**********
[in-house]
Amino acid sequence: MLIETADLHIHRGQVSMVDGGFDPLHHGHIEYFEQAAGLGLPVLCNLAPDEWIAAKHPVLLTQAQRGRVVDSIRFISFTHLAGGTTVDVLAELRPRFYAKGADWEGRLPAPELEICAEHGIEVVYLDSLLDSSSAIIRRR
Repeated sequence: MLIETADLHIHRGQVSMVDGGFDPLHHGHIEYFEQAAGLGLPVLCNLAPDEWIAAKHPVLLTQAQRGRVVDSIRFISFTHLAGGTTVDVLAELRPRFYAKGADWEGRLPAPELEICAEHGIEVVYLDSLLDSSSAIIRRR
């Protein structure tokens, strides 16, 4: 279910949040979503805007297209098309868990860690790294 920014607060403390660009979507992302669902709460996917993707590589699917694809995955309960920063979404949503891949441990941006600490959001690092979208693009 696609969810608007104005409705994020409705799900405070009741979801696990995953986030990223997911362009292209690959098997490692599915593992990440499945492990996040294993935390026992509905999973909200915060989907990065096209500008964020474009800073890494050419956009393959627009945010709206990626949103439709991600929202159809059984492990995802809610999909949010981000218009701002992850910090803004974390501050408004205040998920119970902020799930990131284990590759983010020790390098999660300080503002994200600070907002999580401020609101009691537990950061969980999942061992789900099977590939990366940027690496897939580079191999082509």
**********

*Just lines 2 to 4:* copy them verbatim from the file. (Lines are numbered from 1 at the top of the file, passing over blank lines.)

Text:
Amino acid sequence: MLIETADLHIHRGQVSMVDGGFDPLHHGHIEYFEQAAGLGLPVLCNLAPDEWIAAKHPVLLTQAQRGRVVDSIRFISFTHLAGGTTVDVLAELRPRFYAKGADWEGRLPAPELEICAEHGIEVVYLDSLLDSSSAIIRRR
Repeated sequence: MLIETADLHIHRGQVSMVDGGFDPLHHGHIEYFEQAAGLGLPVLCNLAPDEWIAAKHPVLLTQAQRGRVVDSIRFISFTHLAGGTTVDVLAELRPRFYAKGADWEGRLPAPELEICAEHGIEVVYLDSLLDSSSAIIRRR
């Protein structure tokens, strides 16, 4: 279910949040979503805007297209098309868990860690790294 920014607060403390660009979507992302669902709460996917993707590589699917694809995955309960920063979404949503891949441990941006600490959001690092979208693009 696609969810608007104005409705994020409705799900405070009741979801696990995953986030990223997911362009292209690959098997490692599915593992990440499945492990996040294993935390026992509905999973909200915060989907990065096209500008964020474009800073890494050419956009393959627009945010709206990626949103439709991600929202159809059984492990995802809610999909949010981000218009701002992850910090803004974390501050408004205040998920119970902020799930990131284990590759983010020790390098999660300080503002994200600070907002999580401020609101009691537990950061969980999942061992789900099977590939990366940027690496897939580079191999082509």